April 4, 2019 9.16 am This story is over 32 months old

Neglected Lincolnshire seaside towns ‘need investment’

Issues include broadband, housing and transport

More funding is needed to improve Greater Lincolnshire’s deprived seaside towns after suffering from years of decline.

A House of Lords Select Committee on Regenerating Seaside Towns report out today (Thursday) says many coastal communities are “in desperate need of improvements” to transport, housing and broadband.

However, it also praised Grimsby’s Town Deal – a £67 million investment – and called for it to be rolled out to other areas.

Chairman of the Committee, Lord Bassam of Brighton, said: “For too long, seaside towns have been neglected. They suffer from issues rooted in the decline of their core industries, most notably domestic tourism, but also in fishing, shipbuilding and port activity, and from their location at the ‘end of the line’.

“A single solution to their economic and social challenges doesn’t exist. What is needed is a package of strategic initiatives and interventions where national and local government work together to address issues such as transport, housing, post-school education and high-speed broadband.”

Cleethorpes Seafront

Council leaders said the report highlighted the need for fairer funding in coastal towns.

Justin Brown, from Lincolnshire County Council’s economic development team, acknowledged seaside resorts suffered from the lack of access to people and services. 

He hoped the report would open up opportunities for extra cash, adding: “All these are opportunities but what we mustn’t get to is a situation where we’re having to bid, bid and bid again for the funding because actually the lords have recognised there’s a special case for coastal communities.”

He said priorities for the county council were focusing on improving broadband and technology access and housing.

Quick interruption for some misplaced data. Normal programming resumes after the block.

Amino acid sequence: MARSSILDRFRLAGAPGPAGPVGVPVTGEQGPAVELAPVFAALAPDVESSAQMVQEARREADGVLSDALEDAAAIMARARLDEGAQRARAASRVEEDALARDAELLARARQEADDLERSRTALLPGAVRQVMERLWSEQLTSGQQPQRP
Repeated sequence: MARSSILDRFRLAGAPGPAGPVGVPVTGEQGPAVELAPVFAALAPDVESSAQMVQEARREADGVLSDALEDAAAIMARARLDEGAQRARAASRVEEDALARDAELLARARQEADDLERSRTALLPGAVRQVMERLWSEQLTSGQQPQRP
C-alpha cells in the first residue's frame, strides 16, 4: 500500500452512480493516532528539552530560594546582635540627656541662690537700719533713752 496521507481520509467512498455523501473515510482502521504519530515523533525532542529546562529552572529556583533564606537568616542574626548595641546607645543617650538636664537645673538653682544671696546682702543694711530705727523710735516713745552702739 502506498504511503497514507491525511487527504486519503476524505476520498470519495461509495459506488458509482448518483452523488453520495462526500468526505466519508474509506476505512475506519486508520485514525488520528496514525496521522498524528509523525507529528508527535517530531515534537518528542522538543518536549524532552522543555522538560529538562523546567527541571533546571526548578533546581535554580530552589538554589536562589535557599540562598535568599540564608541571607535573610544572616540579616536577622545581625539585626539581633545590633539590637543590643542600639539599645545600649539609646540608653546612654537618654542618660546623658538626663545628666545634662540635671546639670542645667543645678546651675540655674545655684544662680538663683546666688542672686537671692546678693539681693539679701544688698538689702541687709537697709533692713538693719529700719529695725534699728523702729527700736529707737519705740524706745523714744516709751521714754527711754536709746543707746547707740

As part of the report, the committee visited Skegness. They highlighted a number of issues including a lack of rail connections, employment and training opportunities, difficulty in recruiting healthcare staff, poor mental health, and reduced resources.

It makes specific praise of holiday company Butlins, but outlines issues with keeping young people in the area.

It also highlights work done on nearby flood defences, but criticises the difficulty in bringing new housing forward due to risks.

East Lindsey District Council oversees many of the Lincolnshire Coastal towns.

Neil Cucksey, property, business and growth assistant director for East Lindsey District Council, also called on the report to “help to raise the profile and importance of the need for continued investment and regeneration support for our coastal towns within Whitehall.”

“We clearly recognise that there are challenges for seaside towns throughout the country,” he said.

However, he added national and local investment had already been helping towards “significant growth” across the district.

These include the Skegness Foreshore Plan, improvements to a number of amenities, the opening of a new Premier Inn, a £5 million investment in Mablethorpe leisure facilities, the new North Sea Observatory and the Gibraltar Point visitor centre.

A spokesman for Associated British Ports, responding on behalf of partners in the Grimsby Town Deal said they were delighted to be recognised as “an excellent example”.

They said the deal “has the potential to change lives for the better in Grimsby, not just in the next few years but for generations to come.

“It is a project we at ABP are very proud to be involved in and we see it as a significant tool in unlocking economic growth and jobs for the area.”

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